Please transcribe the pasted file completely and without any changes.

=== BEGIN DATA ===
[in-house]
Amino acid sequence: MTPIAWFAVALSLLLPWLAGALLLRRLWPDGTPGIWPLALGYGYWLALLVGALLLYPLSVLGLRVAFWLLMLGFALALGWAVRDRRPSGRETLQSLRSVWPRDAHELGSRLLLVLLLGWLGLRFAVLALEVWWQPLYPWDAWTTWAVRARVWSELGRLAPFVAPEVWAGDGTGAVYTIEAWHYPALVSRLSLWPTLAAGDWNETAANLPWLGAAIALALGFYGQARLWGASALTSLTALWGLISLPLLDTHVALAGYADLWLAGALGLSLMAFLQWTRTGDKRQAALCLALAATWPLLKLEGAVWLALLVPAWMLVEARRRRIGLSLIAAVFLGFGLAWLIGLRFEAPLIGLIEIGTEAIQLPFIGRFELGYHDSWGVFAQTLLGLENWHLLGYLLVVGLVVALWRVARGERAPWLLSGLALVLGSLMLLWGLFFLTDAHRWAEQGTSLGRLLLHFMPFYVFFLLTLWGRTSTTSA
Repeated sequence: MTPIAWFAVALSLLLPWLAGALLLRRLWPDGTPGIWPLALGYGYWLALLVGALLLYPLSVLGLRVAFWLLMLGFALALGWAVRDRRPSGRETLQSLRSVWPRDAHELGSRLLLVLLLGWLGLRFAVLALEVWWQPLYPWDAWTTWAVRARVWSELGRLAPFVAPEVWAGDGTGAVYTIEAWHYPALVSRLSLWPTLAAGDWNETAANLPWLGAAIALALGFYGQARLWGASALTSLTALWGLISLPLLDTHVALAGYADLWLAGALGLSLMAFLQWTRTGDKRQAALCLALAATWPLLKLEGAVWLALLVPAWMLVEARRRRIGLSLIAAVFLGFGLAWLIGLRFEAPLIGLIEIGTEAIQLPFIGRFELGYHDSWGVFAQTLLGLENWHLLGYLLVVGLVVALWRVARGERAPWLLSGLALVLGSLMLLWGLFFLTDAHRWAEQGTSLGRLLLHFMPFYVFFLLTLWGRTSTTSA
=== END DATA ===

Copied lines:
[in-house]
Amino acid sequence: MTPIAWFAVALSLLLPWLAGALLLRRLWPDGTPGIWPLALGYGYWLALLVGALLLYPLSVLGLRVAFWLLMLGFALALGWAVRDRRPSGRETLQSLRSVWPRDAHELGSRLLLVLLLGWLGLRFAVLALEVWWQPLYPWDAWTTWAVRARVWSELGRLAPFVAPEVWAGDGTGAVYTIEAWHYPALVSRLSLWPTLAAGDWNETAANLPWLGAAIALALGFYGQARLWGASALTSLTALWGLISLPLLDTHVALAGYADLWLAGALGLSLMAFLQWTRTGDKRQAALCLALAATWPLLKLEGAVWLALLVPAWMLVEARRRRIGLSLIAAVFLGFGLAWLIGLRFEAPLIGLIEIGTEAIQLPFIGRFELGYHDSWGVFAQTLLGLENWHLLGYLLVVGLVVALWRVARGERAPWLLSGLALVLGSLMLLWGLFFLTDAHRWAEQGTSLGRLLLHFMPFYVFFLLTLWGRTSTTSA
Repeated sequence: MTPIAWFAVALSLLLPWLAGALLLRRLWPDGTPGIWPLALGYGYWLALLVGALLLYPLSVLGLRVAFWLLMLGFALALGWAVRDRRPSGRETLQSLRSVWPRDAHELGSRLLLVLLLGWLGLRFAVLALEVWWQPLYPWDAWTTWAVRARVWSELGRLAPFVAPEVWAGDGTGAVYTIEAWHYPALVSRLSLWPTLAAGDWNETAANLPWLGAAIALALGFYGQARLWGASALTSLTALWGLISLPLLDTHVALAGYADLWLAGALGLSLMAFLQWTRTGDKRQAALCLALAATWPLLKLEGAVWLALLVPAWMLVEARRRRIGLSLIAAVFLGFGLAWLIGLRFEAPLIGLIEIGTEAIQLPFIGRFELGYHDSWGVFAQTLLGLENWHLLGYLLVVGLVVALWRVARGERAPWLLSGLALVLGSLMLLWGLFFLTDAHRWAEQGTSLGRLLLHFMPFYVFFLLTLWGRTSTTSA